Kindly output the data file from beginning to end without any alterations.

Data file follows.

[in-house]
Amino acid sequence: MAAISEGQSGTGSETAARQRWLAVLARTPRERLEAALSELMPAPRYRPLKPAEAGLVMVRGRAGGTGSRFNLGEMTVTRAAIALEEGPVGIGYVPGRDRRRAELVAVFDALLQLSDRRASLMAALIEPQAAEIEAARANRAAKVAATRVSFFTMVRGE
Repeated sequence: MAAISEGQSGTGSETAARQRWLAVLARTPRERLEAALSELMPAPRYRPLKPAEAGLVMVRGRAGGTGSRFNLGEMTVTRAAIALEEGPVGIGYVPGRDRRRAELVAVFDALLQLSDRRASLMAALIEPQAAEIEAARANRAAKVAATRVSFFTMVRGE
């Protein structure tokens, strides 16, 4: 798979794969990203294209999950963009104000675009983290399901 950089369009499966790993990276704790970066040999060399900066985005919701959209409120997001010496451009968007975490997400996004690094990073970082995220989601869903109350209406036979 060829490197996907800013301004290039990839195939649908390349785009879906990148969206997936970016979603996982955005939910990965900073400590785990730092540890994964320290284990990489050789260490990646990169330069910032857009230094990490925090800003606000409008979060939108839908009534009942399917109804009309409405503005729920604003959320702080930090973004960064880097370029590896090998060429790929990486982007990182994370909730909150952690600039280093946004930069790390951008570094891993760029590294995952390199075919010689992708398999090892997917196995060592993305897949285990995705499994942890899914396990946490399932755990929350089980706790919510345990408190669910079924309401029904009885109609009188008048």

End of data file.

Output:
[in-house]
Amino acid sequence: MAAISEGQSGTGSETAARQRWLAVLARTPRERLEAALSELMPAPRYRPLKPAEAGLVMVRGRAGGTGSRFNLGEMTVTRAAIALEEGPVGIGYVPGRDRRRAELVAVFDALLQLSDRRASLMAALIEPQAAEIEAARANRAAKVAATRVSFFTMVRGE
Repeated sequence: MAAISEGQSGTGSETAARQRWLAVLARTPRERLEAALSELMPAPRYRPLKPAEAGLVMVRGRAGGTGSRFNLGEMTVTRAAIALEEGPVGIGYVPGRDRRRAELVAVFDALLQLSDRRASLMAALIEPQAAEIEAARANRAAKVAATRVSFFTMVRGE
């Protein structure tokens, strides 16, 4: 798979794969990203294209999950963009104000675009983290399901 950089369009499966790993990276704790970066040999060399900066985005919701959209409120997001010496451009968007975490997400996004690094990073970082995220989601869903109350209406036979 060829490197996907800013301004290039990839195939649908390349785009879906990148969206997936970016979603996982955005939910990965900073400590785990730092540890994964320290284990990489050789260490990646990169330069910032857009230094990490925090800003606000409008979060939108839908009534009942399917109804009309409405503005729920604003959320702080930090973004960064880097370029590896090998060429790929990486982007990182994370909730909150952690600039280093946004930069790390951008570094891993760029590294995952390199075919010689992708398999090892997917196995060592993305897949285990995705499994942890899914396990946490399932755990929350089980706790919510345990408190669910079924309401029904009885109609009188008048």